plaques, gliosis, neuronal death, Congophilic angiopathy) and
behavioral (defined cognitive deficits) features associated with
human AD, were mated with mice overexpressing WT human
TTR (hTTR) and animals in which both copies of the endog-
enous TTR gene had been silenced by targeted disruption (6–8).
The transgenics carried ?90 copies of the human gene with
serum concentrations of hTTR between 1 and 3 mg/ml and
cerebrospinal fluid concentrations between 0.007 and 0.019
Results of Barnes maze testing (to assess cognitive function and
spatial learning) of 15-month-old APP23, APP23 overexpressing
APP23/hTTR and control mice the number of errors decreased
across blocks [F (2,64) ? 5.2, P ? 0.01], demonstrating the effect
of training. There was a significant effect of group (genotype) on
the number of errors across the three blocks [(F(2,32) ? 4.1, P ?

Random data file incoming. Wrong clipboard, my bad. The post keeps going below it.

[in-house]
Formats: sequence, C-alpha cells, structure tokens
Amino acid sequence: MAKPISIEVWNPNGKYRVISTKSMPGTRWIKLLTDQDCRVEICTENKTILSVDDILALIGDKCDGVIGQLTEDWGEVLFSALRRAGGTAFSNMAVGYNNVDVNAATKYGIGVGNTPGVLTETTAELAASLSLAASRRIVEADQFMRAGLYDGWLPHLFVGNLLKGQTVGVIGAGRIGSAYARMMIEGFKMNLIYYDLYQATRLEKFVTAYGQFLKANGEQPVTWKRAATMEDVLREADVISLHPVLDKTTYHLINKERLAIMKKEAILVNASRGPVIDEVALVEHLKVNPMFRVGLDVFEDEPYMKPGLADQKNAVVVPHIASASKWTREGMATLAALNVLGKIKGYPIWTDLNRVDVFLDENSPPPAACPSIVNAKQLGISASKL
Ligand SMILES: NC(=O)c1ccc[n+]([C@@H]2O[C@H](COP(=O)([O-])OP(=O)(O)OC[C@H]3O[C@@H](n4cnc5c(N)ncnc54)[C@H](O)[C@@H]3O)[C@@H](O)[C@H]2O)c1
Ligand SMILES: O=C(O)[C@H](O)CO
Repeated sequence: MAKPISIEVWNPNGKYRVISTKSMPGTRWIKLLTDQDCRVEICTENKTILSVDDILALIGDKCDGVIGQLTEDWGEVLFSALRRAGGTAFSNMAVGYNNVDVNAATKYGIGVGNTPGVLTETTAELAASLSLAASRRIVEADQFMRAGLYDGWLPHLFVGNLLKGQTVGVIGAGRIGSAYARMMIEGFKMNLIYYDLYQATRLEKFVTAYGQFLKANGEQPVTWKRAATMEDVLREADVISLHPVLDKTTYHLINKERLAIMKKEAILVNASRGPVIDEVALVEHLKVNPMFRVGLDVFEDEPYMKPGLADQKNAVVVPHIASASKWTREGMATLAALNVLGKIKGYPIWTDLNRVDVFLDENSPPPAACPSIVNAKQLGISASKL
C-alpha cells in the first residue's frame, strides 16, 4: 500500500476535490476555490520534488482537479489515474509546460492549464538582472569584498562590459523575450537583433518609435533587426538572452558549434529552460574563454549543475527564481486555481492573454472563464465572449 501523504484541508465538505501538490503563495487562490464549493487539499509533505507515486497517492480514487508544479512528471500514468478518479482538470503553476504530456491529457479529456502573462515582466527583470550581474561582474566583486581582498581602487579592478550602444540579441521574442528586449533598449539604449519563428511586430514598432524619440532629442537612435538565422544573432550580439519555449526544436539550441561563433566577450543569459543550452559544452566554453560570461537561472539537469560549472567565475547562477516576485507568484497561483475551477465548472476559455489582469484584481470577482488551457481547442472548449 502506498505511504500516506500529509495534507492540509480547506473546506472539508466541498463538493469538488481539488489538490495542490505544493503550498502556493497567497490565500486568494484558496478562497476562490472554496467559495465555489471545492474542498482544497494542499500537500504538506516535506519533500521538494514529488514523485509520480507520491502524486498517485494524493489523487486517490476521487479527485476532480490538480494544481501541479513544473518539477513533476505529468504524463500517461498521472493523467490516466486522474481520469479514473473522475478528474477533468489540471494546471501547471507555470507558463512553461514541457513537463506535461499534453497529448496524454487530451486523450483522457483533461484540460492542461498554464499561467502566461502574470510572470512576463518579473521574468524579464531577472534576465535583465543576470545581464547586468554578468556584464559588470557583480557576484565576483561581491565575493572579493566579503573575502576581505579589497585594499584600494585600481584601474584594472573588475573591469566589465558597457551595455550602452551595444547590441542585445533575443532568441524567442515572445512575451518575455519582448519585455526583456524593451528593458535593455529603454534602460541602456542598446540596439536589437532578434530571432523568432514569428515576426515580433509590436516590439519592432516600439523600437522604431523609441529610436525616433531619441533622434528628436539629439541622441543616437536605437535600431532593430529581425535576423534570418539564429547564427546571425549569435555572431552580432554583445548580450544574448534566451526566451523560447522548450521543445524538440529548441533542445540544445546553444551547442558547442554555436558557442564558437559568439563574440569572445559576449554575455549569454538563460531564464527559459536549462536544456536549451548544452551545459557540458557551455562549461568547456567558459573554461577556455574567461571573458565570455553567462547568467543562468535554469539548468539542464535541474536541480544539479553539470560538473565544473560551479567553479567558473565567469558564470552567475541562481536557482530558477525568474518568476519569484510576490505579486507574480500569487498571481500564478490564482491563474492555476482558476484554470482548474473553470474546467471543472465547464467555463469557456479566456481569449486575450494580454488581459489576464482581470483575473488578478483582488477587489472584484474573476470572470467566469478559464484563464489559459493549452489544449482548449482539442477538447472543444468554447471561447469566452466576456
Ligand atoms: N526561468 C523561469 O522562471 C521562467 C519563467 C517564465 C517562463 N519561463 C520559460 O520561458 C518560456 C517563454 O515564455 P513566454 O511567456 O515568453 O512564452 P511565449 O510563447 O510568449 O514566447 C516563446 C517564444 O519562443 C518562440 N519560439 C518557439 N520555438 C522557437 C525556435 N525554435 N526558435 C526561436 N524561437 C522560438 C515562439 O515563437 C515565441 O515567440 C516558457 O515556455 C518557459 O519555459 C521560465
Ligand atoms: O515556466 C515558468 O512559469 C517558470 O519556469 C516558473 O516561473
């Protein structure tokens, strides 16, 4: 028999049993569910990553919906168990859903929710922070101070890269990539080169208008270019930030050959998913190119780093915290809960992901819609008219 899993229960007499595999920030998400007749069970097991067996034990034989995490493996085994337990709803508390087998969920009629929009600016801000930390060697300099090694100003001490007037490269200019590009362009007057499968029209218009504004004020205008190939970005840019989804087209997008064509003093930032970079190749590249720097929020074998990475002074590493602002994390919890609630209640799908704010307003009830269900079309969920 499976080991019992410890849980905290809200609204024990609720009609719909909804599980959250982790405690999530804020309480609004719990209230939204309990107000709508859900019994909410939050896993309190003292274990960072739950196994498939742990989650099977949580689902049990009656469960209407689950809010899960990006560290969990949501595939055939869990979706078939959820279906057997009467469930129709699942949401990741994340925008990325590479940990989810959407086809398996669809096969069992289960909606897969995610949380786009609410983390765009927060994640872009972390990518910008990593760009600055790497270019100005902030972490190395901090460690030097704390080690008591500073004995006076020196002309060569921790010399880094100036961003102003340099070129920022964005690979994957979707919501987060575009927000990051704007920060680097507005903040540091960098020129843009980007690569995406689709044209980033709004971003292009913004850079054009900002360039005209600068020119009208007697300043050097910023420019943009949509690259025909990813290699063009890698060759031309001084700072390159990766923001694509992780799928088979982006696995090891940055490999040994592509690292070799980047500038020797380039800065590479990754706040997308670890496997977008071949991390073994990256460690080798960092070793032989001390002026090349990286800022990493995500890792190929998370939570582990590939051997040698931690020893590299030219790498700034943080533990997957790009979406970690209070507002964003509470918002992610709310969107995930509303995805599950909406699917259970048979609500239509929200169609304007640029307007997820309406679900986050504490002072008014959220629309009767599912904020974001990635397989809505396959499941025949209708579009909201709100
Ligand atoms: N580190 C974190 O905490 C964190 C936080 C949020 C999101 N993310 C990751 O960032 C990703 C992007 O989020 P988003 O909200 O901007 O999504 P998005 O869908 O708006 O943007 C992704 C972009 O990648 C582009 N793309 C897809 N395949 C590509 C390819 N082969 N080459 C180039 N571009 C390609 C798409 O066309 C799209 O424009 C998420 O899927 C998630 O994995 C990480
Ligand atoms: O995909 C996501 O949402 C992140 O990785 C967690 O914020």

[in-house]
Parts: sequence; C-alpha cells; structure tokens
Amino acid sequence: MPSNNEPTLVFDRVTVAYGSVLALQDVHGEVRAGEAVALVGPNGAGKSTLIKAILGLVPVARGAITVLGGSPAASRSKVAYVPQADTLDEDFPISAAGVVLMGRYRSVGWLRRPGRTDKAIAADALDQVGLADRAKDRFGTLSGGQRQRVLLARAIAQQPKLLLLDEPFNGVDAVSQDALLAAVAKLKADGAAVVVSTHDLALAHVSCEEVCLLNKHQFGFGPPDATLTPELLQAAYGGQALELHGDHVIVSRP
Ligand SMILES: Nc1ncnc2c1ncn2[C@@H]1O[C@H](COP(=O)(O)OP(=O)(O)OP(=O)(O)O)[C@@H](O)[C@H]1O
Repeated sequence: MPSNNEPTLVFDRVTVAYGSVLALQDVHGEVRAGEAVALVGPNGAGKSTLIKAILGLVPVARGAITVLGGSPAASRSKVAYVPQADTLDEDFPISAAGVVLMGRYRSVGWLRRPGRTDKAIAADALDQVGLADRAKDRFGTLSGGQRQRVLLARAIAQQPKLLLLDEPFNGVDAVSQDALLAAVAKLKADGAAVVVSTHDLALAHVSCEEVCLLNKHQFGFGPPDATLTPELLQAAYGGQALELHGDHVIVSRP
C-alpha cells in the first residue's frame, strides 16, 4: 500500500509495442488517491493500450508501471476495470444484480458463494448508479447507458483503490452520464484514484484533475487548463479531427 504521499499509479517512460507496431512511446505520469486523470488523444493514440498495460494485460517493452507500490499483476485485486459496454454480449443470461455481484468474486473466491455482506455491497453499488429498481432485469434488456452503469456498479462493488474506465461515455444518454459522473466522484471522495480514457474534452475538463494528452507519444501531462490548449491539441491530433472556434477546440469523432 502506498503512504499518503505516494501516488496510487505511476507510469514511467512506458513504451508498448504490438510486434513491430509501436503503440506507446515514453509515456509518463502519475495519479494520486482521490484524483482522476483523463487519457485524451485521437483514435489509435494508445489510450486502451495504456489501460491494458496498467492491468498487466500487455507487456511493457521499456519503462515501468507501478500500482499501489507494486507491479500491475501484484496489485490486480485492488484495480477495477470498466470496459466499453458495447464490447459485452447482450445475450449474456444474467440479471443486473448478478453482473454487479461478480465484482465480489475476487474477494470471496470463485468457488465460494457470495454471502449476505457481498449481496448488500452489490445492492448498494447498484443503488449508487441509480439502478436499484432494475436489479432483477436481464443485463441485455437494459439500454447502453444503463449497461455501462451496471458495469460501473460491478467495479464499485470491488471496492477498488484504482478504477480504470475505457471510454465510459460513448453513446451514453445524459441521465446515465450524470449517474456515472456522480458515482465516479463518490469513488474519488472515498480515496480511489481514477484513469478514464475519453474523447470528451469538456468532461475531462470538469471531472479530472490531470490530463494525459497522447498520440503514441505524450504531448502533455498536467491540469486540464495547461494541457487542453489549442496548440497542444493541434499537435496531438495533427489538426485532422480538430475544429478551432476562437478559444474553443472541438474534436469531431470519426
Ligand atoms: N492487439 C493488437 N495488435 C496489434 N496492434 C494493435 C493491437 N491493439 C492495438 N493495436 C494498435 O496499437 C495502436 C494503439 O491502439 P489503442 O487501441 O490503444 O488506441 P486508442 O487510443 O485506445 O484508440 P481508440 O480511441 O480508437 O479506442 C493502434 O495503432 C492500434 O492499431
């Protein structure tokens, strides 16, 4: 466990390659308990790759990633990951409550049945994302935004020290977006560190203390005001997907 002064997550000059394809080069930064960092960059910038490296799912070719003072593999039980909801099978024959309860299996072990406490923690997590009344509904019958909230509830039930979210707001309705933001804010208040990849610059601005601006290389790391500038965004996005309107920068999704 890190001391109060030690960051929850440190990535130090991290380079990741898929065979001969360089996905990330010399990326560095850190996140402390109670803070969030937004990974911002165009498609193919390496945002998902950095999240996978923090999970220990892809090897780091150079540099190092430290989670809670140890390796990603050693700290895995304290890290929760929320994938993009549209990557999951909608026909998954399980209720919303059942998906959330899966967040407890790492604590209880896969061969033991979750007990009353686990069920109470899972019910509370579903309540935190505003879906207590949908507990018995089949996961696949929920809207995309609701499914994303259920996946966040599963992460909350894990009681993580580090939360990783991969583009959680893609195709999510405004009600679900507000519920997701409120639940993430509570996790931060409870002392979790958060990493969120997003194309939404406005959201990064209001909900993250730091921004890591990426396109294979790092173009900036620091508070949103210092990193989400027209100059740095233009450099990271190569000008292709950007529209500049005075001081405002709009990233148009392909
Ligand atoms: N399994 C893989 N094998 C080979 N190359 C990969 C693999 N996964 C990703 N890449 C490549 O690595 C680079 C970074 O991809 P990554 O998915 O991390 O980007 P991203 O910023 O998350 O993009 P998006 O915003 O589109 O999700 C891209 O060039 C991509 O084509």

0.05] caused by group differences in blocks 2 [F(2,32) ? 3.0, P ?
in these blocks relative to control mice (P ? 0.05). APP23/ hTTR
mice were not significantly different from age-matched WT con-
trols, whereas the performance of APP23/hTTR animals was
superior to that of APP23 mice lacking the hTTR transgene (P ?
0.05). The percentage of trials in each block in which mice used a
[F(2,64) ? 17.7, P ? 0.001], but no significant group by block
interaction. Spatial strategy utilization increased across blocks.
Both control and APP23/ hTTR mice used this strategy more than
APP23 mice in block 3 (P ? 0.05). There was a significant effect of
APP23 on numbers of errors made and strategy utilization in the
15-month-old animals. The presence of hTTR resulted in virtually
normal performance in both measures, indicating amelioration of
the APP23 behavioral phenotype.
There were no significant group differences in anxiety-like